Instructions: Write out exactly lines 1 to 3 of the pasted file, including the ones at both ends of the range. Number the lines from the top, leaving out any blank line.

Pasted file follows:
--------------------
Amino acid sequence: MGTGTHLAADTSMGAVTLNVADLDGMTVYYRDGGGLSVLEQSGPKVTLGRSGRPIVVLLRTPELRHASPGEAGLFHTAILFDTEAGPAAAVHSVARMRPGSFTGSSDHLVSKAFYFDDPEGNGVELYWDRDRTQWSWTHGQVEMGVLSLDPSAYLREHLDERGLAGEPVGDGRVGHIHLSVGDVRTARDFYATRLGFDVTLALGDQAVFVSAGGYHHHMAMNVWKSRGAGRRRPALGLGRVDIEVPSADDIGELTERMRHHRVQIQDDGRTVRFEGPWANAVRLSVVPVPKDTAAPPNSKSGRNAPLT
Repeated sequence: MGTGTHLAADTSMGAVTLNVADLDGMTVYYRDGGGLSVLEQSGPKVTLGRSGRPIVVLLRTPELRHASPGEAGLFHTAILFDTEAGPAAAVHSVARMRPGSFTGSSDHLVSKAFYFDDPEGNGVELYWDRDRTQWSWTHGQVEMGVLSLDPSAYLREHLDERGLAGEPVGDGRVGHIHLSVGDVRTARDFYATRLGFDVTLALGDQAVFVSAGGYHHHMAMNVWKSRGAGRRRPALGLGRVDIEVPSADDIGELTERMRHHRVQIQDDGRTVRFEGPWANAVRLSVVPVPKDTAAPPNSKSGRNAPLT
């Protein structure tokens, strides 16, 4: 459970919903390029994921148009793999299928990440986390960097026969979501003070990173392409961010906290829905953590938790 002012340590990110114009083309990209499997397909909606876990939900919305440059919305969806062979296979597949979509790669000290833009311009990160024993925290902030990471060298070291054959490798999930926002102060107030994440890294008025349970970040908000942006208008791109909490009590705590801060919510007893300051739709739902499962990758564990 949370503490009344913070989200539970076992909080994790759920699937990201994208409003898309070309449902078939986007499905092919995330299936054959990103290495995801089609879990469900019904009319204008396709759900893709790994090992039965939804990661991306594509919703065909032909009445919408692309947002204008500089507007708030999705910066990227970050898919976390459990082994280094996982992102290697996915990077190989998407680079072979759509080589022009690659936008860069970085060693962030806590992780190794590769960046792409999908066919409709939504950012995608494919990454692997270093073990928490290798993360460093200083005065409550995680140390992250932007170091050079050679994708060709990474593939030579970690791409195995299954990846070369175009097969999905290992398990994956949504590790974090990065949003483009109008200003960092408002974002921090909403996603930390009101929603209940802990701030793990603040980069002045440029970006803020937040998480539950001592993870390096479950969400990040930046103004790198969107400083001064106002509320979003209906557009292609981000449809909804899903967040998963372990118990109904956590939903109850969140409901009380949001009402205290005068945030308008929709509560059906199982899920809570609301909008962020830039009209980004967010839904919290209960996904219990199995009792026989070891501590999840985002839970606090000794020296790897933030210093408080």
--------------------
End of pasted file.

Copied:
Amino acid sequence: MGTGTHLAADTSMGAVTLNVADLDGMTVYYRDGGGLSVLEQSGPKVTLGRSGRPIVVLLRTPELRHASPGEAGLFHTAILFDTEAGPAAAVHSVARMRPGSFTGSSDHLVSKAFYFDDPEGNGVELYWDRDRTQWSWTHGQVEMGVLSLDPSAYLREHLDERGLAGEPVGDGRVGHIHLSVGDVRTARDFYATRLGFDVTLALGDQAVFVSAGGYHHHMAMNVWKSRGAGRRRPALGLGRVDIEVPSADDIGELTERMRHHRVQIQDDGRTVRFEGPWANAVRLSVVPVPKDTAAPPNSKSGRNAPLT
Repeated sequence: MGTGTHLAADTSMGAVTLNVADLDGMTVYYRDGGGLSVLEQSGPKVTLGRSGRPIVVLLRTPELRHASPGEAGLFHTAILFDTEAGPAAAVHSVARMRPGSFTGSSDHLVSKAFYFDDPEGNGVELYWDRDRTQWSWTHGQVEMGVLSLDPSAYLREHLDERGLAGEPVGDGRVGHIHLSVGDVRTARDFYATRLGFDVTLALGDQAVFVSAGGYHHHMAMNVWKSRGAGRRRPALGLGRVDIEVPSADDIGELTERMRHHRVQIQDDGRTVRFEGPWANAVRLSVVPVPKDTAAPPNSKSGRNAPLT
């Protein structure tokens, strides 16, 4: 459970919903390029994921148009793999299928990440986390960097026969979501003070990173392409961010906290829905953590938790 002012340590990110114009083309990209499997397909909606876990939900919305440059919305969806062979296979597949979509790669000290833009311009990160024993925290902030990471060298070291054959490798999930926002102060107030994440890294008025349970970040908000942006208008791109909490009590705590801060919510007893300051739709739902499962990758564990 949370503490009344913070989200539970076992909080994790759920699937990201994208409003898309070309449902078939986007499905092919995330299936054959990103290495995801089609879990469900019904009319204008396709759900893709790994090992039965939804990661991306594509919703065909032909009445919408692309947002204008500089507007708030999705910066990227970050898919976390459990082994280094996982992102290697996915990077190989998407680079072979759509080589022009690659936008860069970085060693962030806590992780190794590769960046792409999908066919409709939504950012995608494919990454692997270093073990928490290798993360460093200083005065409550995680140390992250932007170091050079050679994708060709990474593939030579970690791409195995299954990846070369175009097969999905290992398990994956949504590790974090990065949003483009109008200003960092408002974002921090909403996603930390009101929603209940802990701030793990603040980069002045440029970006803020937040998480539950001592993870390096479950969400990040930046103004790198969107400083001064106002509320979003209906557009292609981000449809909804899903967040998963372990118990109904956590939903109850969140409901009380949001009402205290005068945030308008929709509560059906199982899920809570609301909008962020830039009209980004967010839904919290209960996904219990199995009792026989070891501590999840985002839970606090000794020296790897933030210093408080």